Tag Archives: surviving divorce

How to Celebrate Your Divorce Anniversary

Written by: Karen Jerabek

cheers

It was a chilly Friday morning when I drove myself to the court house. My stomach was in knots and I was trembling on the inside. I thought I might throw up but I held it together as I walked through the metal detectors and onto the elevator. I made chit chat with a man that seemed even more nervous than I was. We both got off on the same floor and realized we were headed to the same court room…the one that handles divorces. He asked to sit next to me while we waited for the judge and it was a welcomed relief to have a new friend to go through this with me. I wore dark clothes, like I was dressed for a funeral. It’s how I felt. My marriage had long been dead and I was here to lay it to rest.

Ironically, it was four years ago to the day that I had my first date with my husband. And now, it’s gone full circle and I’m getting divorced from him. The proceedings only take a couple minutes from when my name is called. The paperwork is signed and stamped and I’m free to go. It’s a little anticlimactic after the pain and anguish it took me to come to the decision to get divorced in the first place. But, the bottom line is, “It’s finally over.”

I head down a couple flights of stairs and change my name. I walk back out of the courthouse, as Miss Karen Jerabek. I finally feel like myself again. I’ve shed the pain and disappointment and all the trauma that a divorce creates. I’m free of all of that. I can now move forward and I can create the life that I had always envisioned for myself. I have a second chance.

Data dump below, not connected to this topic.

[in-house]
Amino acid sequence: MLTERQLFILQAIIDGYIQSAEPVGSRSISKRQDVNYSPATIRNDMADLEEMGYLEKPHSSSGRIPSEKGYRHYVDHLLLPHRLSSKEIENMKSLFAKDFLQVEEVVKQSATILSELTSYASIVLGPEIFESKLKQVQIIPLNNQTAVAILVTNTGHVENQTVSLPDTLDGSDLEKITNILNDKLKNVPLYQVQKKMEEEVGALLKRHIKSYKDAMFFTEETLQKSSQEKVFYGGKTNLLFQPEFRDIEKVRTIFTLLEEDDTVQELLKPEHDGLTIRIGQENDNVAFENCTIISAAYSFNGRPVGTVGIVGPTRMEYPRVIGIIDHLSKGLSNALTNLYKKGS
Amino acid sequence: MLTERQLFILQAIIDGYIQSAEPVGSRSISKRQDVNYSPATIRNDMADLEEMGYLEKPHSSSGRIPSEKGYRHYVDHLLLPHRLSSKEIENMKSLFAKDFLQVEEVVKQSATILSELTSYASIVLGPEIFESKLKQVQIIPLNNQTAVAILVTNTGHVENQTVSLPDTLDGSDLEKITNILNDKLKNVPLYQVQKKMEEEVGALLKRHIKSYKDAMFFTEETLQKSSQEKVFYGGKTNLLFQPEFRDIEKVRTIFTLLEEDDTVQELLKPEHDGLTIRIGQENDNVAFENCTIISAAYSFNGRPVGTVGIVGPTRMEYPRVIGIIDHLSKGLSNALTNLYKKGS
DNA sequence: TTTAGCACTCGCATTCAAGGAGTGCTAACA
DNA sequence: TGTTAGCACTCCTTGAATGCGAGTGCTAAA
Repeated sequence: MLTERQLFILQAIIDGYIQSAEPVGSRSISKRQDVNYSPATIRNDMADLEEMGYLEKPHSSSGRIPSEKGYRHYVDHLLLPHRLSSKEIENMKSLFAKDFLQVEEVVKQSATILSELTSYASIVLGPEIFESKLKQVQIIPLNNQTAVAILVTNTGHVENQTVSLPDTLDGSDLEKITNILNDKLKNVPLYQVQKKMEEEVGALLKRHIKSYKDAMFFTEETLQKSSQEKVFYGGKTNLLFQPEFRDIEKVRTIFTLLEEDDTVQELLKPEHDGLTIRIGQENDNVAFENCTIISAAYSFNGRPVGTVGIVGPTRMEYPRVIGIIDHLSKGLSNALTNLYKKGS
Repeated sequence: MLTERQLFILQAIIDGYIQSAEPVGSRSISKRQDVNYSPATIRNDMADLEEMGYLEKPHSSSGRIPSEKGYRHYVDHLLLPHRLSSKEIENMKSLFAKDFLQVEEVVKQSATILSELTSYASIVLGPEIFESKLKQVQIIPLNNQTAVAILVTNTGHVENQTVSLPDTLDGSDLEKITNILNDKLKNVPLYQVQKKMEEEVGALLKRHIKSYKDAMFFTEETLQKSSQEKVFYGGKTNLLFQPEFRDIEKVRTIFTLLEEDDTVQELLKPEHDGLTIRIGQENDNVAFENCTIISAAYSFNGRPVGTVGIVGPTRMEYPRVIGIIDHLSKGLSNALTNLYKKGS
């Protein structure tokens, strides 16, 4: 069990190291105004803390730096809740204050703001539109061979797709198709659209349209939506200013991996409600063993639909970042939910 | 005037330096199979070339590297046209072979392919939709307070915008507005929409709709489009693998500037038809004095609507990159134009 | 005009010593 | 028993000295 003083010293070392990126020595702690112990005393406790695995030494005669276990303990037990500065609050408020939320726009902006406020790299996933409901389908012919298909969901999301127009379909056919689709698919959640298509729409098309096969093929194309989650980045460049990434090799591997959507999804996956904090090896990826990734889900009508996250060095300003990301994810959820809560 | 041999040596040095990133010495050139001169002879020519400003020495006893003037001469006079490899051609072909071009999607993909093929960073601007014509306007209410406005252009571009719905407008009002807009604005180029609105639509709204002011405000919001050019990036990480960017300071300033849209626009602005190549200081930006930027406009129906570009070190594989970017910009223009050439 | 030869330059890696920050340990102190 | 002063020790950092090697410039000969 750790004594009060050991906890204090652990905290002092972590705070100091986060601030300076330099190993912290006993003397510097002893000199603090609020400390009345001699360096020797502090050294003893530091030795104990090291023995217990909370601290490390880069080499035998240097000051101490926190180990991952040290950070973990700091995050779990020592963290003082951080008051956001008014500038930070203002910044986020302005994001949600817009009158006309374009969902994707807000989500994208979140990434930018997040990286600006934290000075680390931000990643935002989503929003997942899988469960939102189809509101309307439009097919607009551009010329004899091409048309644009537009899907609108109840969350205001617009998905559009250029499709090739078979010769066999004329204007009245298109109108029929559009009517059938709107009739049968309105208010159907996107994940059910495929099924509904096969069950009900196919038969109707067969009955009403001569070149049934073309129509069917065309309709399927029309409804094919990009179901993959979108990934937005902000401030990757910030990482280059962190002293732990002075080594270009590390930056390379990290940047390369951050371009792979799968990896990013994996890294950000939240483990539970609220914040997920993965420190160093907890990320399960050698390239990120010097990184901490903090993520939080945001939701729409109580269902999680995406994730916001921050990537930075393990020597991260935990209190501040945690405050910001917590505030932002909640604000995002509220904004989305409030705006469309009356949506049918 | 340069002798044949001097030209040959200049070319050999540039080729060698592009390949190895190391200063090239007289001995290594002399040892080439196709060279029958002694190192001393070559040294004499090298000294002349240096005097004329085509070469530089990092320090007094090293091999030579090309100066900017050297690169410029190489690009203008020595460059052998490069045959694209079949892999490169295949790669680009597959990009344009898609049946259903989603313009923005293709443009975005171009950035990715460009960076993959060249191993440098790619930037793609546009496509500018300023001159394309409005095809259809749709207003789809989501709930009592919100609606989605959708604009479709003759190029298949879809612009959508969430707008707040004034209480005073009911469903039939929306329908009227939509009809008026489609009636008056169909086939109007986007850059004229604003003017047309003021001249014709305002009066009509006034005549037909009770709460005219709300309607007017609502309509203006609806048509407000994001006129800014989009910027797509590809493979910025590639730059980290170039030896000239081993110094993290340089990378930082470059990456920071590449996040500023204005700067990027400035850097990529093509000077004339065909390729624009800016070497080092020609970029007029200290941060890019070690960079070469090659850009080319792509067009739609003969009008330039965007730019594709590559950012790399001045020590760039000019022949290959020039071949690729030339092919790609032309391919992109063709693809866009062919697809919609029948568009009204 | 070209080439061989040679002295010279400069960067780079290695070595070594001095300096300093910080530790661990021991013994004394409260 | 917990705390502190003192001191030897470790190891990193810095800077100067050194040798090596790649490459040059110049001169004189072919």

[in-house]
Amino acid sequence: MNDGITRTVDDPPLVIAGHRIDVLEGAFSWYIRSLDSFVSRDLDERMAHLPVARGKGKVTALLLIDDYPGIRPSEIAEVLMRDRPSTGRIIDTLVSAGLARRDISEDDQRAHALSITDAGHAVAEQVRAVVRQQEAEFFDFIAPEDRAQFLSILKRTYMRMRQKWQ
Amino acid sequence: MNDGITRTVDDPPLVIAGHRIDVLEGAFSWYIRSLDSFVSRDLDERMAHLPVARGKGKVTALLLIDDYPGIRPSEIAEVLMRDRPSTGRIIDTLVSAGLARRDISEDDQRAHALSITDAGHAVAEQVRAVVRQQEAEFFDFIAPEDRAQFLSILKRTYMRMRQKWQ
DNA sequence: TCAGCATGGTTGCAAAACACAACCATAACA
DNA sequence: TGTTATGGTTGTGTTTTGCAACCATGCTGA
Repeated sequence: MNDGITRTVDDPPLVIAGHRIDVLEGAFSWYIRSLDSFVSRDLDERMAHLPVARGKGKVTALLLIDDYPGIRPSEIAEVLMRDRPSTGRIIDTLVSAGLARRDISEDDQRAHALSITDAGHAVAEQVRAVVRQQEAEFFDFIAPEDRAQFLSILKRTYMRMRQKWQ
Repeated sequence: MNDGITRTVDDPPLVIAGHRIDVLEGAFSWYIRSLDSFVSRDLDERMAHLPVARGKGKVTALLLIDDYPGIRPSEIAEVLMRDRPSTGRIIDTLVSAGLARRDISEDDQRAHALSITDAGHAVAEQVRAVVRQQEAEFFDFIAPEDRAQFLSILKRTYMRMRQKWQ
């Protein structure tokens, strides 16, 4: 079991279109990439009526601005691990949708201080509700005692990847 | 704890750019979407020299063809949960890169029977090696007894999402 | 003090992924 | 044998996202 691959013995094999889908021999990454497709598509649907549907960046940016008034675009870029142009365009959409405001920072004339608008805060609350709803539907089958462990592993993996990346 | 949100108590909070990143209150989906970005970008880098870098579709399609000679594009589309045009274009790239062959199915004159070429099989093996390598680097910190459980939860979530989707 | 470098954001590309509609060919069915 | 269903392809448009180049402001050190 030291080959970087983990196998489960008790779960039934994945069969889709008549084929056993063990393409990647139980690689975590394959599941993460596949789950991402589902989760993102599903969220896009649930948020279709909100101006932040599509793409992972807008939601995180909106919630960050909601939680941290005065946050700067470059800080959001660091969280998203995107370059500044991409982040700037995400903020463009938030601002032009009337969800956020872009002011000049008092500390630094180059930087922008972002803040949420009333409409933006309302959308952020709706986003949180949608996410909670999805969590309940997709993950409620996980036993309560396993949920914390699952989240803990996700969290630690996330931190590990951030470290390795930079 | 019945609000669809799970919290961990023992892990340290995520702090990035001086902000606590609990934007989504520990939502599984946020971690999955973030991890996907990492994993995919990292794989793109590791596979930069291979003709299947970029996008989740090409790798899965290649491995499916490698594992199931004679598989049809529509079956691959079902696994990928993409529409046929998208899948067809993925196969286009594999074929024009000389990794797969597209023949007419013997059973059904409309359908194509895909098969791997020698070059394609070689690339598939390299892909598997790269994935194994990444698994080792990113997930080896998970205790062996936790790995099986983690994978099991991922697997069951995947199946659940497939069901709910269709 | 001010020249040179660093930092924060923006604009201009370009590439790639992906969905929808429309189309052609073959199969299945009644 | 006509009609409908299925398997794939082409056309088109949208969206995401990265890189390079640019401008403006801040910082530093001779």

Several years later, here I am celebrating another divorce anniversary. I can’t help but marvel at the young woman I was on that first date with my now ex-husband, who was so full of life, love and excitement about a new relationship that was about to bloom. And then I wistfully think of the woman that clenched her teeth and filed for divorce. She went through hell and back and yet she still had hope that she could have a second chance. And now, here I am. I’m living that second chance and I’m happier with my life than I ever thought possible. My life isn’t perfect, far from it. But it’s filled with joy and love and contentment. Getting divorced was one of the best decisions I have ever made.

Each year, I toast all three of us – the woman that had the courage to love, the woman that had the courage to get divorced and the woman that continues to have the courage to embrace this second chance with all it’s bumps and curves and unexpected delights. Cheers to us and cheers to all of you that are embarking on your second chance. Be grateful for this opportunity to reinvent your life and embrace all of the twists and turns that will make it fabulous.

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If you enjoyed reading this article, please click the link to join our sisterhood and then pop over to Amazon and sample a chapter of our book, Young, Divorced and Fabulous: Four Women Share their Journeys, their Friendship and their Sisterly Advice on Embracing Second Chances   http://bit.ly/YDFbook

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Marking the Divorce Box

Written by Karen Jerabek

 

Check_box

The day I started a new job, the first thing they had me do was sit down with a mountain of new hire paperwork I had to fill out. I was diligently going through it, printing my name, signing my name, writing the date over and over and over. Then I came to a piece that asked me for my marital status. I could check Single, Married, Divorced or Widowed. Why is it any of there business if I was married? Doesn’t it only matter if I’m currently married? I felt like my privacy was invaded and I was being branded as I checked off Divorced. That’s when I realized that there is a truly ugly segregation going on across America: The segregation of Singles!

I guess you’re only good enough to be considered single if you’ve never been married. If you are divorced or widowed, you have to continually be reminded of that painful experience every time you get a new job, new insurance or a new doctor.